Faculty of Arts and Science
At Kyushu University, our goal is to educate individuals capable of leadership in a diverse range of fields in Japan, and who are willing to assume an active role on the world stage. Our Education Charter emphasizes the principles of humanity, social responsibility, global citizenship and advancement of knowledge, and it is these principles that have informed education policy across the entire university. However, in response to the above-mentioned expectations and hopes of society from within Japan and around the world, in order to develop human resources who are capable of truly taking a leadership role in our globalizing international community, which is beset by multiple challenges, it will be necessary to enhance the educational content we have provided to date in an even more structured, wide-ranging and quality-oriented manner. The Faculty of Arts and Science was established in October 2011—our centennial year—based on the conviction that, heading into our next century of existence, we needed to restructure our education system so as to provide a consistent and integrated structure, from general education through to specialized education and on to graduate education.
School of Letters
The original Faculty of Letters was founded in 1924 by an imperial decree as an adjunct curriculum of the Faculty of Law and Literature of Kyushu Imperial University. It then came into being as an independent faculty in 1949. The Graduate School was later established in 1953.
The School of Letters now offers 21 subjects of study within four disciplinary fields: Philosophy, History, Literature, and Human Sciences. The Graduate School consists of a two-year master’s course and a three-year-plus doctorate course in 10 specialized fields including: Philosophy & Ethics, Oriental Ideas, Art Studies, Japanese History, Asian History, History of Wide Area Civilization, Geography, Japanese & Chinese Literature, Western Literature, and Linguistics.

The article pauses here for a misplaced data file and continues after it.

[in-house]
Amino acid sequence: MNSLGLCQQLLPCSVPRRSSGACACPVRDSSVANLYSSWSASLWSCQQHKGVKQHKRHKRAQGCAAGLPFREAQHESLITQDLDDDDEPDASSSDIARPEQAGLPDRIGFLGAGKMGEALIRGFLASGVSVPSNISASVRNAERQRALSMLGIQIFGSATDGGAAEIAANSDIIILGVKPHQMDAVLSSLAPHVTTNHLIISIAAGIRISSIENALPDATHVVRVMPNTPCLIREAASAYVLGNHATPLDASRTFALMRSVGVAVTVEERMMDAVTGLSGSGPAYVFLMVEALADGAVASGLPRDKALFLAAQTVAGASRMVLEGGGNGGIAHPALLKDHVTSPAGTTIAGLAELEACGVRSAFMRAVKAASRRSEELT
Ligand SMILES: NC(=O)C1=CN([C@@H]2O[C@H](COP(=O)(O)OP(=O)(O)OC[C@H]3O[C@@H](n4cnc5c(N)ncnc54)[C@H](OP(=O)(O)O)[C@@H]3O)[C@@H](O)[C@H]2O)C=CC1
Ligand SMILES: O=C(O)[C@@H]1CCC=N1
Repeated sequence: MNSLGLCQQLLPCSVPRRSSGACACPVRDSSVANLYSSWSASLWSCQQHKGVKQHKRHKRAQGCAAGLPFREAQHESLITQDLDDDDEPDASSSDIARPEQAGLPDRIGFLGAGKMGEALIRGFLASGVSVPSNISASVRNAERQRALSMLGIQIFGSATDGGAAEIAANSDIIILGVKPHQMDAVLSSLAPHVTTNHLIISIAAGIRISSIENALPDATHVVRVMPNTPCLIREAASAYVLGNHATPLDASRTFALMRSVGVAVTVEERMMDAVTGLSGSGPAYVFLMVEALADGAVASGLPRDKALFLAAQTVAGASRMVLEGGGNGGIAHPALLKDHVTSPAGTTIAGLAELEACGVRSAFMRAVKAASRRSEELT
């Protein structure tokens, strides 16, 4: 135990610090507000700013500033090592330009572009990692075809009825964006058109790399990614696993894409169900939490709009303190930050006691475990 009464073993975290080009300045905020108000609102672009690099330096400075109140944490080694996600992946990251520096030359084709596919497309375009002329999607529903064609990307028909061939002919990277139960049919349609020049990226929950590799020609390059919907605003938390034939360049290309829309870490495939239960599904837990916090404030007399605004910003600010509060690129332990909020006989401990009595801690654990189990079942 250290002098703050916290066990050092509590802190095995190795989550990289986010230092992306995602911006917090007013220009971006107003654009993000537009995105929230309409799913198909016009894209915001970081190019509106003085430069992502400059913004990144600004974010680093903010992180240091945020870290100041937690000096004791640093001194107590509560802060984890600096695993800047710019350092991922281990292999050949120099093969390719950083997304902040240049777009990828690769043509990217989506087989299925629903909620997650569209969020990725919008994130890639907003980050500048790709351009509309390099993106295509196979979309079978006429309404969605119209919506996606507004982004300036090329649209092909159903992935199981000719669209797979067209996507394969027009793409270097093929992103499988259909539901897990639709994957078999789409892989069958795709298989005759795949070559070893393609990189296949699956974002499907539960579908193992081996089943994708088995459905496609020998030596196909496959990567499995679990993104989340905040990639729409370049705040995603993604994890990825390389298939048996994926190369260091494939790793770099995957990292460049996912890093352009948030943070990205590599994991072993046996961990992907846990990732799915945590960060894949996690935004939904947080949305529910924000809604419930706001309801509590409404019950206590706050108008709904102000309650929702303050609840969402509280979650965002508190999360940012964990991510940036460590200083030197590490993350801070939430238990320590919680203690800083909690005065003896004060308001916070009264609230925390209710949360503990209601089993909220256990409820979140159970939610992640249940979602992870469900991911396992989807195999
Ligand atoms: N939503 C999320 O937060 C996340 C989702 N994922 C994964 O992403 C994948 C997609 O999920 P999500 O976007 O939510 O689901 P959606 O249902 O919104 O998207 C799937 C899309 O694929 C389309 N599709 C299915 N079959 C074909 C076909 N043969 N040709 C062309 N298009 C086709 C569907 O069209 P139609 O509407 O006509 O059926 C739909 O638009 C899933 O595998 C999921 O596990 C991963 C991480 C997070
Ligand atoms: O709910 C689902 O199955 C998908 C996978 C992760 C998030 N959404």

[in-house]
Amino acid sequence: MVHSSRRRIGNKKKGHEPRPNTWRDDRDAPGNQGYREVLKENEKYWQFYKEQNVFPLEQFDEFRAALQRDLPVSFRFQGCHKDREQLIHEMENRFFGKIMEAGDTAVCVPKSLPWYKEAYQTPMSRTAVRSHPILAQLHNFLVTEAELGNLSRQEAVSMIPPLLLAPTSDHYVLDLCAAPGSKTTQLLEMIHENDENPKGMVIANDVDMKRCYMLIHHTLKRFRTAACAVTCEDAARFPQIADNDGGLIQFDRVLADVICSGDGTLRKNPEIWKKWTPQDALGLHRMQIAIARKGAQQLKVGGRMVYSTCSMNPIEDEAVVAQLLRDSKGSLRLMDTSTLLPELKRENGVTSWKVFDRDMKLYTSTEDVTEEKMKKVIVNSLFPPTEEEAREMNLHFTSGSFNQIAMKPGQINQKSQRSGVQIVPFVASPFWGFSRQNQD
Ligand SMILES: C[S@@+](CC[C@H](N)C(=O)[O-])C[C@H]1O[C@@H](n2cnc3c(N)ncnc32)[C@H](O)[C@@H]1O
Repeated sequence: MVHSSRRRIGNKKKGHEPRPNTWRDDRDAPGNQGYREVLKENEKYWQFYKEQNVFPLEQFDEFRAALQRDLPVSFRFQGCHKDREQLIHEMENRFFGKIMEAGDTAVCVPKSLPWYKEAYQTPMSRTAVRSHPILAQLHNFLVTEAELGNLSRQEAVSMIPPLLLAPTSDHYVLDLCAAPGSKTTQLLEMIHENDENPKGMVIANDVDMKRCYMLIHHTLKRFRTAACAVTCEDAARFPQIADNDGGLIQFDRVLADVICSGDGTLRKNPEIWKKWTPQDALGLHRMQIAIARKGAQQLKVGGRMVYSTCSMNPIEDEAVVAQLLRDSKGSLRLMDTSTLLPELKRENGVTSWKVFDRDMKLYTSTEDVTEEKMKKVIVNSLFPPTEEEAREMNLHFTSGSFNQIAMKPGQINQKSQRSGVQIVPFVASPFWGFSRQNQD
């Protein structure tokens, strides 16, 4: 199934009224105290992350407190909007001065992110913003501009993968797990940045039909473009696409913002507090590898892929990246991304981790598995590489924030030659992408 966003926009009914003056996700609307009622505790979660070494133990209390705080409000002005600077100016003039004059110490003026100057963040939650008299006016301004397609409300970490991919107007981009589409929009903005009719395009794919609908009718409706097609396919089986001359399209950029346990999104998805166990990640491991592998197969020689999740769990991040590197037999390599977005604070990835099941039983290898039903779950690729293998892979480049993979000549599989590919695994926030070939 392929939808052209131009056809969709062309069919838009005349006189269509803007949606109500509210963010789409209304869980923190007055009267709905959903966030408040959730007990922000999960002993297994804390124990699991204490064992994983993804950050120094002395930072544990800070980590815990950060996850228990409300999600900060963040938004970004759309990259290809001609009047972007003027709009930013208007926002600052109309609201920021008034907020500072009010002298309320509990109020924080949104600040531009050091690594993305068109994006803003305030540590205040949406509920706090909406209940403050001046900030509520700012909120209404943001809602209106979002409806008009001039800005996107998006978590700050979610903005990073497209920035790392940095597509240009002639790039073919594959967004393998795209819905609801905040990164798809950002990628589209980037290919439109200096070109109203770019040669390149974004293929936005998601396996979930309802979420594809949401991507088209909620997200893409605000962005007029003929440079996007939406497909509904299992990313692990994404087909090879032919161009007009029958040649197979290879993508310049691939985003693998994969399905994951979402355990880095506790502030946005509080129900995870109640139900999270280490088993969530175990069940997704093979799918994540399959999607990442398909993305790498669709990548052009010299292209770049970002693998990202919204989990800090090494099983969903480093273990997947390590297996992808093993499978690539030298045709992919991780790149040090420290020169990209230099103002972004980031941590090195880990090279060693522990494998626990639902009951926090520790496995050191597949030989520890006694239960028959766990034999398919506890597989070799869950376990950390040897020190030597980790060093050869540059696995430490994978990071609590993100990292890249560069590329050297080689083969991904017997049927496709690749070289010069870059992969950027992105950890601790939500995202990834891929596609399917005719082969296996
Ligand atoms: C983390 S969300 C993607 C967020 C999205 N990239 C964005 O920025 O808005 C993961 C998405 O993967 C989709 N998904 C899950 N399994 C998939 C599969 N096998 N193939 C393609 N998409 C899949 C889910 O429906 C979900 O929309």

School of Education
In the School of Education, students will learn about issues concerning the formation of the human character and human development through "education" and "educational psychology" approaches. Most people tend to associate “education” with children; however, education is not a subject limited to children and infants. Students will learn about human development throughout a lifetime, ranging from adolescence to adulthood, and even the elderly. Education studies is said to be the science of overall human formation. Kyushu University School of Education is dedicated to providing meticulous small-group instruction and strives for unique research. Although not specifically designed for the purpose of teacher training, students can acquire a teaching license for junior high school social studies and high school geography, historical science and civics, etc. by taking certain classes available at the Kyushu University School of Education. With a close relationship to the School of Education, the Graduate School of Human-Environment Sciences, Department of Clinical Psychology and Community Systems, Clinical Psychology Course, became the first graduate school to receive the Class I Designated Graduate School status by the Foundation of the Japanese Certification Board for Clinical Psychologists. Students must complete the clinical psychology practice major in order to be eligible to take the certification examination to become a qualified clinical psychologist.
School of Law
The faculty of Law was founded in 1924 as a department within the Faculty of Law and Humanities and achieved full independent status in 1949.